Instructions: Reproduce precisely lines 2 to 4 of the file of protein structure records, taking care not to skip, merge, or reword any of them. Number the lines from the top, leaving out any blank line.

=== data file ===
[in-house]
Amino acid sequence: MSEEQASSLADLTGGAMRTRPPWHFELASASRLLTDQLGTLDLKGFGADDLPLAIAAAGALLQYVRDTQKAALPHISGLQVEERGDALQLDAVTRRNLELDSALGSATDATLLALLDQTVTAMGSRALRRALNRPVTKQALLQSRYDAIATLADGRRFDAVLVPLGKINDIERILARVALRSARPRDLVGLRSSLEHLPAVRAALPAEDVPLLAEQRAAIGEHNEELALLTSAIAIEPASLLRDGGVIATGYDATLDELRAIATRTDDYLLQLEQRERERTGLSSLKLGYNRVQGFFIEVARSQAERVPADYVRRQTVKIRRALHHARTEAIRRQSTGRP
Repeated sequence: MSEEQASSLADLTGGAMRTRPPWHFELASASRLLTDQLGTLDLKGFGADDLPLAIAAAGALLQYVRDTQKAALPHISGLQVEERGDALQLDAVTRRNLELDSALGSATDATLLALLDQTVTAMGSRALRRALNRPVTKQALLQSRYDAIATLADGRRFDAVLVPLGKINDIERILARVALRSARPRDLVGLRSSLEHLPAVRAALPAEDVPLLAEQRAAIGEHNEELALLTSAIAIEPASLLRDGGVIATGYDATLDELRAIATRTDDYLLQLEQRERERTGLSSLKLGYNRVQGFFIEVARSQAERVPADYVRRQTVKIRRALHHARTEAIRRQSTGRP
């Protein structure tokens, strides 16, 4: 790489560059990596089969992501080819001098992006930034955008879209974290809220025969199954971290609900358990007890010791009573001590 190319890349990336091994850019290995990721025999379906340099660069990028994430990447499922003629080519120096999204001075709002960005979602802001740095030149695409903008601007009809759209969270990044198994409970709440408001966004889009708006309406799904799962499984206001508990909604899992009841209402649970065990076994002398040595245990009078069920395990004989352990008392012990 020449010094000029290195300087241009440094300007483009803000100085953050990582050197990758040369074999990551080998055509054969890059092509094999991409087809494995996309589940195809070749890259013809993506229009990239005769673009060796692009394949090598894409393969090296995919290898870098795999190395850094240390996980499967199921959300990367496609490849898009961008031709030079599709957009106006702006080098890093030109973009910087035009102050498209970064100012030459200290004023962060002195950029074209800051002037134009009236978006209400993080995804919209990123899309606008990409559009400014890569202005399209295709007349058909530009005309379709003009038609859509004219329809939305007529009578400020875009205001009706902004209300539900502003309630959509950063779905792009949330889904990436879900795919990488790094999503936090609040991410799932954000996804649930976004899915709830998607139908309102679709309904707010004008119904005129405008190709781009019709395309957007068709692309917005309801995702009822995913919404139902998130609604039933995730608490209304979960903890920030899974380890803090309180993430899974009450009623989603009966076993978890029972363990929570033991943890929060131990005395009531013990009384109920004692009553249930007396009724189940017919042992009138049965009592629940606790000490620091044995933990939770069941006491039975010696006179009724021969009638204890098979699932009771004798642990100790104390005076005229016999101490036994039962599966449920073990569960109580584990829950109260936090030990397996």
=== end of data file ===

Amino acid sequence: MSEEQASSLADLTGGAMRTRPPWHFELASASRLLTDQLGTLDLKGFGADDLPLAIAAAGALLQYVRDTQKAALPHISGLQVEERGDALQLDAVTRRNLELDSALGSATDATLLALLDQTVTAMGSRALRRALNRPVTKQALLQSRYDAIATLADGRRFDAVLVPLGKINDIERILARVALRSARPRDLVGLRSSLEHLPAVRAALPAEDVPLLAEQRAAIGEHNEELALLTSAIAIEPASLLRDGGVIATGYDATLDELRAIATRTDDYLLQLEQRERERTGLSSLKLGYNRVQGFFIEVARSQAERVPADYVRRQTVKIRRALHHARTEAIRRQSTGRP
Repeated sequence: MSEEQASSLADLTGGAMRTRPPWHFELASASRLLTDQLGTLDLKGFGADDLPLAIAAAGALLQYVRDTQKAALPHISGLQVEERGDALQLDAVTRRNLELDSALGSATDATLLALLDQTVTAMGSRALRRALNRPVTKQALLQSRYDAIATLADGRRFDAVLVPLGKINDIERILARVALRSARPRDLVGLRSSLEHLPAVRAALPAEDVPLLAEQRAAIGEHNEELALLTSAIAIEPASLLRDGGVIATGYDATLDELRAIATRTDDYLLQLEQRERERTGLSSLKLGYNRVQGFFIEVARSQAERVPADYVRRQTVKIRRALHHARTEAIRRQSTGRP
């Protein structure tokens, strides 16, 4: 790489560059990596089969992501080819001098992006930034955008879209974290809220025969199954971290609900358990007890010791009573001590 190319890349990336091994850019290995990721025999379906340099660069990028994430990447499922003629080519120096999204001075709002960005979602802001740095030149695409903008601007009809759209969270990044198994409970709440408001966004889009708006309406799904799962499984206001508990909604899992009841209402649970065990076994002398040595245990009078069920395990004989352990008392012990 020449010094000029290195300087241009440094300007483009803000100085953050990582050197990758040369074999990551080998055509054969890059092509094999991409087809494995996309589940195809070749890259013809993506229009990239005769673009060796692009394949090598894409393969090296995919290898870098795999190395850094240390996980499967199921959300990367496609490849898009961008031709030079599709957009106006702006080098890093030109973009910087035009102050498209970064100012030459200290004023962060002195950029074209800051002037134009009236978006209400993080995804919209990123899309606008990409559009400014890569202005399209295709007349058909530009005309379709003009038609859509004219329809939305007529009578400020875009205001009706902004209300539900502003309630959509950063779905792009949330889904990436879900795919990488790094999503936090609040991410799932954000996804649930976004899915709830998607139908309102679709309904707010004008119904005129405008190709781009019709395309957007068709692309917005309801995702009822995913919404139902998130609604039933995730608490209304979960903890920030899974380890803090309180993430899974009450009623989603009966076993978890029972363990929570033991943890929060131990005395009531013990009384109920004692009553249930007396009724189940017919042992009138049965009592629940606790000490620091044995933990939770069941006491039975010696006179009724021969009638204890098979699932009771004798642990100790104390005076005229016999101490036994039962599966449920073990569960109580584990829950109260936090030990397996």